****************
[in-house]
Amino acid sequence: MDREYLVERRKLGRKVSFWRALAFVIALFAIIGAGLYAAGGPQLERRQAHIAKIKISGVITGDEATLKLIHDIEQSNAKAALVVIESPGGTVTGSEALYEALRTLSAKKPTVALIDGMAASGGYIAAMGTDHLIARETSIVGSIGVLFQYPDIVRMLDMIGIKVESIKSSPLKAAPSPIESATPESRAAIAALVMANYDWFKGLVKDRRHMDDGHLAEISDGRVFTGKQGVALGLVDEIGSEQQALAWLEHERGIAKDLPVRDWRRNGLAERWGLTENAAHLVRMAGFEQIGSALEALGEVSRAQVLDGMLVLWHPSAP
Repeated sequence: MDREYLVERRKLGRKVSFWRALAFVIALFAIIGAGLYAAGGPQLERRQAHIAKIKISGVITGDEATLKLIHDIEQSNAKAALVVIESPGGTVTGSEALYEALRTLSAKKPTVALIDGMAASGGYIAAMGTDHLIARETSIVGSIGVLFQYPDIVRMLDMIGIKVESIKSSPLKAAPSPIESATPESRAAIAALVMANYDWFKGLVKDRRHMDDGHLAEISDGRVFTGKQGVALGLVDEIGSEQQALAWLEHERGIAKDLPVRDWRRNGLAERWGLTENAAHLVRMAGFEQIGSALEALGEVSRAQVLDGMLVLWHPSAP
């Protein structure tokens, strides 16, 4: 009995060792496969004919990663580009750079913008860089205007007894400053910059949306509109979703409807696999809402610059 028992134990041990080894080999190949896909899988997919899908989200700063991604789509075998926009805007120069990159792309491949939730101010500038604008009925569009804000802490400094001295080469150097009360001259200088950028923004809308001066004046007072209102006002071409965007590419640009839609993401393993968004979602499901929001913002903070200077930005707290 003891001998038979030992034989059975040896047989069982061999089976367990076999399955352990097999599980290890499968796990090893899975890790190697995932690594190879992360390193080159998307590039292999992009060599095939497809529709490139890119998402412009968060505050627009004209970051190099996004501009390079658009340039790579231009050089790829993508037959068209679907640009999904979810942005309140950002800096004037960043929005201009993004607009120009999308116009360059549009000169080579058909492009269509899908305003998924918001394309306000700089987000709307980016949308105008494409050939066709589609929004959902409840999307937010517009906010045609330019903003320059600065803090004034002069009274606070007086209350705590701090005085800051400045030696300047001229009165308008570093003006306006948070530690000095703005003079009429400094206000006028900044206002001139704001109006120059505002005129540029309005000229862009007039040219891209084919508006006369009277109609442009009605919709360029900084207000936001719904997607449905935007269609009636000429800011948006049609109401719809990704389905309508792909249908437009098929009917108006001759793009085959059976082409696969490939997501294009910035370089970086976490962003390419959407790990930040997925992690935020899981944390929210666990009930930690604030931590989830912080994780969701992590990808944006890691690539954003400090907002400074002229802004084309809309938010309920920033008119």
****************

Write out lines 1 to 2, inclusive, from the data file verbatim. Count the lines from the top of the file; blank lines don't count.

[in-house]
Amino acid sequence: MDREYLVERRKLGRKVSFWRALAFVIALFAIIGAGLYAAGGPQLERRQAHIAKIKISGVITGDEATLKLIHDIEQSNAKAALVVIESPGGTVTGSEALYEALRTLSAKKPTVALIDGMAASGGYIAAMGTDHLIARETSIVGSIGVLFQYPDIVRMLDMIGIKVESIKSSPLKAAPSPIESATPESRAAIAALVMANYDWFKGLVKDRRHMDDGHLAEISDGRVFTGKQGVALGLVDEIGSEQQALAWLEHERGIAKDLPVRDWRRNGLAERWGLTENAAHLVRMAGFEQIGSALEALGEVSRAQVLDGMLVLWHPSAP